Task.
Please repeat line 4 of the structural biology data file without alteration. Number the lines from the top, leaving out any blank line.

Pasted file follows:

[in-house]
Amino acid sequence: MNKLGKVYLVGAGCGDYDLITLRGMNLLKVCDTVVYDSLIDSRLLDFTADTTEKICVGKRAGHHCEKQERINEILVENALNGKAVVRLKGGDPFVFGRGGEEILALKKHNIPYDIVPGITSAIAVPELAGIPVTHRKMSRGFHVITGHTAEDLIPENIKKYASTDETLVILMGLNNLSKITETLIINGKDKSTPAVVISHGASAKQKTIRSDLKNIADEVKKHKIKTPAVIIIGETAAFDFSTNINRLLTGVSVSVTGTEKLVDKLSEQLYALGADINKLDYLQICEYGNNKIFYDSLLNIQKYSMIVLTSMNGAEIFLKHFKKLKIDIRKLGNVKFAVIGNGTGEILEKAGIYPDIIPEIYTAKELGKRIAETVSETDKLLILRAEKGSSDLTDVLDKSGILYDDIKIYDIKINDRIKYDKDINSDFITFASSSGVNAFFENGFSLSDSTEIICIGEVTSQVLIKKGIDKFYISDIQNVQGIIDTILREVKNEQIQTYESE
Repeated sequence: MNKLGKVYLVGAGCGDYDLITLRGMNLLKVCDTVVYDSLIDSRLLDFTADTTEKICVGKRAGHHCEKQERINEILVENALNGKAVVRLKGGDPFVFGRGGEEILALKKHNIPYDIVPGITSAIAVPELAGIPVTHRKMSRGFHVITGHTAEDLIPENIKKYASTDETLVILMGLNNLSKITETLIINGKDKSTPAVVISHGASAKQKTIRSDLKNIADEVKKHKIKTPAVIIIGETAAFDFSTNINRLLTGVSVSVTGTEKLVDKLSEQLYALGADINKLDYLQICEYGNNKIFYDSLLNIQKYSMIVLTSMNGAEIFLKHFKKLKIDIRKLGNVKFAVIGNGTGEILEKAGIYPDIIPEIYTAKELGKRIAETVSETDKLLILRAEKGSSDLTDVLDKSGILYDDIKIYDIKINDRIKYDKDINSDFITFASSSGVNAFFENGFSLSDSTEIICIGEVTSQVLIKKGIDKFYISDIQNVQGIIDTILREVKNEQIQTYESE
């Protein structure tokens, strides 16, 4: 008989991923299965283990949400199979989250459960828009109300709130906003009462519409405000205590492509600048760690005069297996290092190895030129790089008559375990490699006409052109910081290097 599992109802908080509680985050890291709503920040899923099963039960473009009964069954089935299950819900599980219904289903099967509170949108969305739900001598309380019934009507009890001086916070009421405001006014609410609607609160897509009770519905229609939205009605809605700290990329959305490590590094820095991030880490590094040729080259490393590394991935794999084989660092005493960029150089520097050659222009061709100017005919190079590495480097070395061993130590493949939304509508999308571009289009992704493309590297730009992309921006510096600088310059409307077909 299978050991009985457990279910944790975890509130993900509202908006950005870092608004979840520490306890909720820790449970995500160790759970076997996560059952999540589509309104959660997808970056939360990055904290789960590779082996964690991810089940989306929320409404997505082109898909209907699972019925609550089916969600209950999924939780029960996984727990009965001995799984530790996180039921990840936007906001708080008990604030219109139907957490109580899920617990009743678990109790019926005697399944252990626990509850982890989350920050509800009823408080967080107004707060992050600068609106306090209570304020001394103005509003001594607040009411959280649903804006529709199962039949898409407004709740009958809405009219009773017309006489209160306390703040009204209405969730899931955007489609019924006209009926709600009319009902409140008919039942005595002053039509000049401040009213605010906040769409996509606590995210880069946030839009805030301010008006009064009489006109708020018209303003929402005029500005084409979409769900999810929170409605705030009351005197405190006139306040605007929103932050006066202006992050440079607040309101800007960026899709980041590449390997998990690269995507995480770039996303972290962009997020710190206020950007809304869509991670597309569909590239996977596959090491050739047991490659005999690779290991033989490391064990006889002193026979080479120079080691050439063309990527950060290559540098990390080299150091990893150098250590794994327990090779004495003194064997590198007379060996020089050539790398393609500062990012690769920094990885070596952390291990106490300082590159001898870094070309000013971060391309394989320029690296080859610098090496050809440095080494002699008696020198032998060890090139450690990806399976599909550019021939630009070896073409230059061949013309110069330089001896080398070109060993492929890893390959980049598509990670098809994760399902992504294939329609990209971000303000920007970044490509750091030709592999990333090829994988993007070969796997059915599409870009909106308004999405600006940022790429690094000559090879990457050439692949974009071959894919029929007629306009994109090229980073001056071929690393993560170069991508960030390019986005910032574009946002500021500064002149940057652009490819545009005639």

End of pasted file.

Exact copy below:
């Protein structure tokens, strides 16, 4: 008989991923299965283990949400199979989250459960828009109300709130906003009462519409405000205590492509600048760690005069297996290092190895030129790089008559375990490699006409052109910081290097 599992109802908080509680985050890291709503920040899923099963039960473009009964069954089935299950819900599980219904289903099967509170949108969305739900001598309380019934009507009890001086916070009421405001006014609410609607609160897509009770519905229609939205009605809605700290990329959305490590590094820095991030880490590094040729080259490393590394991935794999084989660092005493960029150089520097050659222009061709100017005919190079590495480097070395061993130590493949939304509508999308571009289009992704493309590297730009992309921006510096600088310059409307077909 299978050991009985457990279910944790975890509130993900509202908006950005870092608004979840520490306890909720820790449970995500160790759970076997996560059952999540589509309104959660997808970056939360990055904290789960590779082996964690991810089940989306929320409404997505082109898909209907699972019925609550089916969600209950999924939780029960996984727990009965001995799984530790996180039921990840936007906001708080008990604030219109139907957490109580899920617990009743678990109790019926005697399944252990626990509850982890989350920050509800009823408080967080107004707060992050600068609106306090209570304020001394103005509003001594607040009411959280649903804006529709199962039949898409407004709740009958809405009219009773017309006489209160306390703040009204209405969730899931955007489609019924006209009926709600009319009902409140008919039942005595002053039509000049401040009213605010906040769409996509606590995210880069946030839009805030301010008006009064009489006109708020018209303003929402005029500005084409979409769900999810929170409605705030009351005197405190006139306040605007929103932050006066202006992050440079607040309101800007960026899709980041590449390997998990690269995507995480770039996303972290962009997020710190206020950007809304869509991670597309569909590239996977596959090491050739047991490659005999690779290991033989490391064990006889002193026979080479120079080691050439063309990527950060290559540098990390080299150091990893150098250590794994327990090779004495003194064997590198007379060996020089050539790398393609500062990012690769920094990885070596952390291990106490300082590159001898870094070309000013971060391309394989320029690296080859610098090496050809440095080494002699008696020198032998060890090139450690990806399976599909550019021939630009070896073409230059061949013309110069330089001896080398070109060993492929890893390959980049598509990670098809994760399902992504294939329609990209971000303000920007970044490509750091030709592999990333090829994988993007070969796997059915599409870009909106308004999405600006940022790429690094000559090879990457050439692949974009071959894919029929007629306009994109090229980073001056071929690393993560170069991508960030390019986005910032574009946002500021500064002149940057652009490819545009005639």